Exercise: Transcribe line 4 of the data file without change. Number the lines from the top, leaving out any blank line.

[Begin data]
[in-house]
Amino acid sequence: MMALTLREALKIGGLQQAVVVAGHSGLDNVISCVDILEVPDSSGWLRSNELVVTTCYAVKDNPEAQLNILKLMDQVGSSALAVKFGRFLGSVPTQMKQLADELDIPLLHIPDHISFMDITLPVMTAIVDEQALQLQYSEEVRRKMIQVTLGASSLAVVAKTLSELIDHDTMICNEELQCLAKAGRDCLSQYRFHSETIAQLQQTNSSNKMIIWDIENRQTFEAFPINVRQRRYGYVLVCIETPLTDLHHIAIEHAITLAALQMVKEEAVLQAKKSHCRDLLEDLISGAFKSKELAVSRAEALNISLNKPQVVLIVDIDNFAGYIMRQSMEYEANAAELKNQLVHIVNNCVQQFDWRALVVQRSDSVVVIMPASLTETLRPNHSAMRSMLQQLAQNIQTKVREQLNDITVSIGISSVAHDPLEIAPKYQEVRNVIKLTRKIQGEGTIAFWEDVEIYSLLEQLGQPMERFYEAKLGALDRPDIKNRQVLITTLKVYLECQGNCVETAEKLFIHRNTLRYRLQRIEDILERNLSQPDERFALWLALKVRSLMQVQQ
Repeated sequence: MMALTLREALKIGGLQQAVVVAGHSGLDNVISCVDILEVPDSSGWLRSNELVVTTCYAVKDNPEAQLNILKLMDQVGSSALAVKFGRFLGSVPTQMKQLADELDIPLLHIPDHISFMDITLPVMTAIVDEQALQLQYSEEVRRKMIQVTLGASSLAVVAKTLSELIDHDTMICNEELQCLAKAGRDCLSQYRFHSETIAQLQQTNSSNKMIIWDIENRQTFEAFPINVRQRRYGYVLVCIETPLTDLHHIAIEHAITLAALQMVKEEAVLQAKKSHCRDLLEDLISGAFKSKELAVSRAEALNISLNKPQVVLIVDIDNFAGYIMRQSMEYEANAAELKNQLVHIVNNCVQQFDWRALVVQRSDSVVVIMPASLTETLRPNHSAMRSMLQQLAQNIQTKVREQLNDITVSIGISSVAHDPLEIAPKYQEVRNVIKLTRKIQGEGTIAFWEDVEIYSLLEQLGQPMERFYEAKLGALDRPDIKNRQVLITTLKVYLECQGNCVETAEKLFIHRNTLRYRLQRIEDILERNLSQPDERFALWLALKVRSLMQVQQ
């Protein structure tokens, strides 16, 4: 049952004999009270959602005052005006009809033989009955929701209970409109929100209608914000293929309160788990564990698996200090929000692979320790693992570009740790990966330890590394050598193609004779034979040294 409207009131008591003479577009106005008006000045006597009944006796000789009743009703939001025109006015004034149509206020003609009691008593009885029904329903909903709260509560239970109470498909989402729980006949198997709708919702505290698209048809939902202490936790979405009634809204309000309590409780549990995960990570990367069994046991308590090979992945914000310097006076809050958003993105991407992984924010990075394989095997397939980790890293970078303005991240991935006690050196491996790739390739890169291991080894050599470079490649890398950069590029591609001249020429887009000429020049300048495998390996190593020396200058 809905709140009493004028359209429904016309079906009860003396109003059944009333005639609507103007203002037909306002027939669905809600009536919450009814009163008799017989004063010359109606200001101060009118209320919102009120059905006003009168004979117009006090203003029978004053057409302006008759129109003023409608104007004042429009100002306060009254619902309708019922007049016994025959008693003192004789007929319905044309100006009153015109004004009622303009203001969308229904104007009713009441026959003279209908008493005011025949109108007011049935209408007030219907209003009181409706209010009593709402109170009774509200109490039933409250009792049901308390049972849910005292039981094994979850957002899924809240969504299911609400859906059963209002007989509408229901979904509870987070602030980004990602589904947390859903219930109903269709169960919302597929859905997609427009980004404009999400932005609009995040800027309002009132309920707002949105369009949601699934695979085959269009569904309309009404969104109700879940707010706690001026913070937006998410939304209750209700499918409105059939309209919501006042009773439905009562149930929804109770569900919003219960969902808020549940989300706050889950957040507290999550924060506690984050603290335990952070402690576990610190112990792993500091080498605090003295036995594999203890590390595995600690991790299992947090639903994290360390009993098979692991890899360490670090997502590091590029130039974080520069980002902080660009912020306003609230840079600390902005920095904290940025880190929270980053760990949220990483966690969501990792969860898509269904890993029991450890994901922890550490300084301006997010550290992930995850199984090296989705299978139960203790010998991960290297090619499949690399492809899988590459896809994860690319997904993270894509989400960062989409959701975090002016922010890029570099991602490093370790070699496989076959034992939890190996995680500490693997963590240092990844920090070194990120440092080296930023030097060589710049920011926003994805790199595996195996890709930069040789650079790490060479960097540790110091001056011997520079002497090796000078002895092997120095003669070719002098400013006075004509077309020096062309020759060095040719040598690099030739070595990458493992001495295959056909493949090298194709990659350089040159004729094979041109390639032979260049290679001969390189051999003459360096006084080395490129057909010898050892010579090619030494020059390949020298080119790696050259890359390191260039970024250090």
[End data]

């Protein structure tokens, strides 16, 4: 049952004999009270959602005052005006009809033989009955929701209970409109929100209608914000293929309160788990564990698996200090929000692979320790693992570009740790990966330890590394050598193609004779034979040294 409207009131008591003479577009106005008006000045006597009944006796000789009743009703939001025109006015004034149509206020003609009691008593009885029904329903909903709260509560239970109470498909989402729980006949198997709708919702505290698209048809939902202490936790979405009634809204309000309590409780549990995960990570990367069994046991308590090979992945914000310097006076809050958003993105991407992984924010990075394989095997397939980790890293970078303005991240991935006690050196491996790739390739890169291991080894050599470079490649890398950069590029591609001249020429887009000429020049300048495998390996190593020396200058 809905709140009493004028359209429904016309079906009860003396109003059944009333005639609507103007203002037909306002027939669905809600009536919450009814009163008799017989004063010359109606200001101060009118209320919102009120059905006003009168004979117009006090203003029978004053057409302006008759129109003023409608104007004042429009100002306060009254619902309708019922007049016994025959008693003192004789007929319905044309100006009153015109004004009622303009203001969308229904104007009713009441026959003279209908008493005011025949109108007011049935209408007030219907209003009181409706209010009593709402109170009774509200109490039933409250009792049901308390049972849910005292039981094994979850957002899924809240969504299911609400859906059963209002007989509408229901979904509870987070602030980004990602589904947390859903219930109903269709169960919302597929859905997609427009980004404009999400932005609009995040800027309002009132309920707002949105369009949601699934695979085959269009569904309309009404969104109700879940707010706690001026913070937006998410939304209750209700499918409105059939309209919501006042009773439905009562149930929804109770569900919003219960969902808020549940989300706050889950957040507290999550924060506690984050603290335990952070402690576990610190112990792993500091080498605090003295036995594999203890590390595995600690991790299992947090639903994290360390009993098979692991890899360490670090997502590091590029130039974080520069980002902080660009912020306003609230840079600390902005920095904290940025880190929270980053760990949220990483966690969501990792969860898509269904890993029991450890994901922890550490300084301006997010550290992930995850199984090296989705299978139960203790010998991960290297090619499949690399492809899988590459896809994860690319997904993270894509989400960062989409959701975090002016922010890029570099991602490093370790070699496989076959034992939890190996995680500490693997963590240092990844920090070194990120440092080296930023030097060589710049920011926003994805790199595996195996890709930069040789650079790490060479960097540790110091001056011997520079002497090796000078002895092997120095003669070719002098400013006075004509077309020096062309020759060095040719040598690099030739070595990458493992001495295959056909493949090298194709990659350089040159004729094979041109390639032979260049290679001969390189051999003459360096006084080395490129057909010898050892010579090619030494020059390949020298080119790696050259890359390191260039970024250090």